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Doctor of Philosophy
stock prices, broad dividends, macro factors, periodically collapsing bubbles, artificial neutral network, stochastic discount factor
Date of Defense
Most research on stock prices is based on the present value model or the more general consumption-based model. When applied to real economic data, both of them are found unable to account for both the stock price level and its volatility. Three essays here attempt to both build a more realistic model, and to check whether there is still room for bubbles in explaining fluctuations in stock prices.
In the second chapter, several innovations are simultaneously incorporated into the traditional present value model in order to produce more accurate model-based fundamental prices. These innovations comprise replacing with broad dividends the more narrow traditional dividends that are more commonly used, a nonlinear artificial neural network (ANN) forecasting procedure for these broad dividends instead of the more common linear forecasting models for narrow traditional dividends, and a stochastic discount rate in place of the constant discount rate. Empirical results show that the model described above predicts fundamental prices better, compared with alternative models using linear forecasting process, narrow dividends, or a constant discount factor. Nonetheless, actual prices are still largely detached from fundamental prices. The bubble-like deviations are found to coincide with business cycles.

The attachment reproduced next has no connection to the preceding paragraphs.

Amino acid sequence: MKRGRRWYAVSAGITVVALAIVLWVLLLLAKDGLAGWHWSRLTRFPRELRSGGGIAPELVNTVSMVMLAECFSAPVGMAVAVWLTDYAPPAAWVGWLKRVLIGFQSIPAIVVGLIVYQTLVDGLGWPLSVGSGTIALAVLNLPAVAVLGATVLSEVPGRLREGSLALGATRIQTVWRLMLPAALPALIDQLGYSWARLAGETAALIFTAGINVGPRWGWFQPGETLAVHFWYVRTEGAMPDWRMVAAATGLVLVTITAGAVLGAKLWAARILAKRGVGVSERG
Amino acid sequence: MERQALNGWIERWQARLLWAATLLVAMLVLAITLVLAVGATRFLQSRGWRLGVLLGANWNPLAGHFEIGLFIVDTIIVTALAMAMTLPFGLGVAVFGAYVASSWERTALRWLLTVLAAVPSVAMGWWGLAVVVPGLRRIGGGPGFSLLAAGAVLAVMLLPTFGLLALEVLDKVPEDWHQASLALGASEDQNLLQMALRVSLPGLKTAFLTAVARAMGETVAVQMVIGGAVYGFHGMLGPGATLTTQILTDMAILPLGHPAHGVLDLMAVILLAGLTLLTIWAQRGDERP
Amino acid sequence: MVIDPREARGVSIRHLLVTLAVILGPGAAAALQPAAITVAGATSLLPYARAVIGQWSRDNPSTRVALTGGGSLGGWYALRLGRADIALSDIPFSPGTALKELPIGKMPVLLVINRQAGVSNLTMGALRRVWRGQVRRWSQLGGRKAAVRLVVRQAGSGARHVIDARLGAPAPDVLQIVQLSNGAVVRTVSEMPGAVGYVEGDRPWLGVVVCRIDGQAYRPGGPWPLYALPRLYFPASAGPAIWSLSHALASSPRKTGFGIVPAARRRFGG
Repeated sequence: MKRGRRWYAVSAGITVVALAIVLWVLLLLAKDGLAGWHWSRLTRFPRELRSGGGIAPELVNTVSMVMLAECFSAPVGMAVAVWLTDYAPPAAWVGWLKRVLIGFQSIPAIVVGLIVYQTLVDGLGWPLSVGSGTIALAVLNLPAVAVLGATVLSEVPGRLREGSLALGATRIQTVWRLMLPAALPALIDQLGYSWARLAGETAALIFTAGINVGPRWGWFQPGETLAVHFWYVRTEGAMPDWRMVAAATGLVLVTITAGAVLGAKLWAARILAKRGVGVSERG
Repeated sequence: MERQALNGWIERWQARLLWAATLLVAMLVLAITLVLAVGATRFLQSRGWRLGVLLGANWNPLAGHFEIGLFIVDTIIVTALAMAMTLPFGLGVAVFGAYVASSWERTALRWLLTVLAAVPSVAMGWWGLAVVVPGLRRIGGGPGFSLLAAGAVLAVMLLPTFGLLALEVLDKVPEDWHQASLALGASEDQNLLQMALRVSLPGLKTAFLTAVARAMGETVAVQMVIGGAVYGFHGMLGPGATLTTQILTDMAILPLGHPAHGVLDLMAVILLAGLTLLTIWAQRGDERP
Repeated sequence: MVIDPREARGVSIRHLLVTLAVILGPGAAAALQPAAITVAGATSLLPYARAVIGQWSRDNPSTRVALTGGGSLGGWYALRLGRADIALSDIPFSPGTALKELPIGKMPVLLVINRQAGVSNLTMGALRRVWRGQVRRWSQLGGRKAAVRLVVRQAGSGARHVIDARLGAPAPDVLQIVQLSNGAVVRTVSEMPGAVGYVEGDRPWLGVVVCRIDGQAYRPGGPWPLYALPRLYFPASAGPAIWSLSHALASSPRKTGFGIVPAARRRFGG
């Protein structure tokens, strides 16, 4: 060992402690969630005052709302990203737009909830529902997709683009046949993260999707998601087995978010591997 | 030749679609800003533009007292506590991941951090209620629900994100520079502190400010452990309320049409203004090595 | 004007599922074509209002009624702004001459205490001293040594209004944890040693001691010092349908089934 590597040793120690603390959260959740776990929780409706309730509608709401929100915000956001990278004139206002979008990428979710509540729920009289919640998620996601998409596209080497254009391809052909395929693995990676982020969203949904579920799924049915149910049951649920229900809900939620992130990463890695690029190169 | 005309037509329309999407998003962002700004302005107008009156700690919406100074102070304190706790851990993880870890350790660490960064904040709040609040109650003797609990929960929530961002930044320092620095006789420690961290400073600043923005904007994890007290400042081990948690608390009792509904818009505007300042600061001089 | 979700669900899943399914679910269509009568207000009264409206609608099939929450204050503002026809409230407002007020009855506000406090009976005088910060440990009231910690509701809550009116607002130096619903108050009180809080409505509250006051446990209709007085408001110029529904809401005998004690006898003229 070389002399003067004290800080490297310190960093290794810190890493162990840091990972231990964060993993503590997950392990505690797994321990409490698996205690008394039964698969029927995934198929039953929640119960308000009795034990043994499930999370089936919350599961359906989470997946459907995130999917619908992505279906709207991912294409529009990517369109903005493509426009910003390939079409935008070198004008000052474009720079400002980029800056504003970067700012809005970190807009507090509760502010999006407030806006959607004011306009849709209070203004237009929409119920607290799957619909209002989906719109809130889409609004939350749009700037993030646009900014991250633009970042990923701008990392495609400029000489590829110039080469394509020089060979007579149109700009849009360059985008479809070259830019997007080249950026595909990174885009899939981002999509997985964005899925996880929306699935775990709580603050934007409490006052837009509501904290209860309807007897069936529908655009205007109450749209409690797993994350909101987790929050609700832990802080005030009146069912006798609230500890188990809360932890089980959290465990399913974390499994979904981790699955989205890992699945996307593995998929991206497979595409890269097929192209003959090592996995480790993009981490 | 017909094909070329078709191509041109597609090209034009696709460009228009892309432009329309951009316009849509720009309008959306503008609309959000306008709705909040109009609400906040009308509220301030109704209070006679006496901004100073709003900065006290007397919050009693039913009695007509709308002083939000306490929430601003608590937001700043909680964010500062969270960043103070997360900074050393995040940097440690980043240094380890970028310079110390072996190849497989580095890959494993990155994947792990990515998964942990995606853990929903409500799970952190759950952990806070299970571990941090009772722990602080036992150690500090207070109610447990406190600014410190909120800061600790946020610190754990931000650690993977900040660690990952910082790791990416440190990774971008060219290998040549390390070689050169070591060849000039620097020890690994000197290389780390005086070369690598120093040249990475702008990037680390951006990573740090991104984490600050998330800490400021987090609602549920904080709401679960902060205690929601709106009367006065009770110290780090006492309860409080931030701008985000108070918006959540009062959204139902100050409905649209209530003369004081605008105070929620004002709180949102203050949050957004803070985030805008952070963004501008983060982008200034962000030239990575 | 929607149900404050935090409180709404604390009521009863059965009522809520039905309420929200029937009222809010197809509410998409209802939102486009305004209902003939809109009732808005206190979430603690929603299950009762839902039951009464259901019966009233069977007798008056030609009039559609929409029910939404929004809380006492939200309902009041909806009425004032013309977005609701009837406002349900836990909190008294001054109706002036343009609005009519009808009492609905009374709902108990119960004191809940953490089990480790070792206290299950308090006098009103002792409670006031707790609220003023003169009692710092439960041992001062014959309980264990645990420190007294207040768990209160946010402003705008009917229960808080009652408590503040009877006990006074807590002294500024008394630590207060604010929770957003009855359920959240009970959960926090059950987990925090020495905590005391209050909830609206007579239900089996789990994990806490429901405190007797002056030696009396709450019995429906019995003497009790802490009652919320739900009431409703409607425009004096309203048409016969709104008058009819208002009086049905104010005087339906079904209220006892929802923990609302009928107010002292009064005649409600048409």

The third chapter examines possible cointegration of stock prices with fundamentals and non-fundamentals. The output gap is introduced to form the non-fundamental part of stock prices. I use a trivariate Vector Autoregression (TVAR) model and a single equation model to run cointegration tests between these three variables. Neither of the cointegration tests shows strong evidence of explosive behavior in the DJIA and S&P 500 data. Then, I applied a sup augmented Dickey-Fuller test to check for the existence of periodically collapsing bubbles in stock prices. Such bubbles are found in S&P data during the late 1990s.
Employing econometric tests from the third chapter, I continue in the fourth chapter to examine whether bubbles exist in stock prices of conventional economic sectors on the New York Stock Exchange. The ‘old economy’ as a whole is not found to have bubbles. But, periodically collapsing bubbles are found in Material and Telecommunication Services sectors, and the Real Estate industry group.
Fu, Man, "A Study of Stock Market Fluctuations and their Relations to Business Conditions" (2009). FIU Electronic Theses and Dissertations. Paper 89.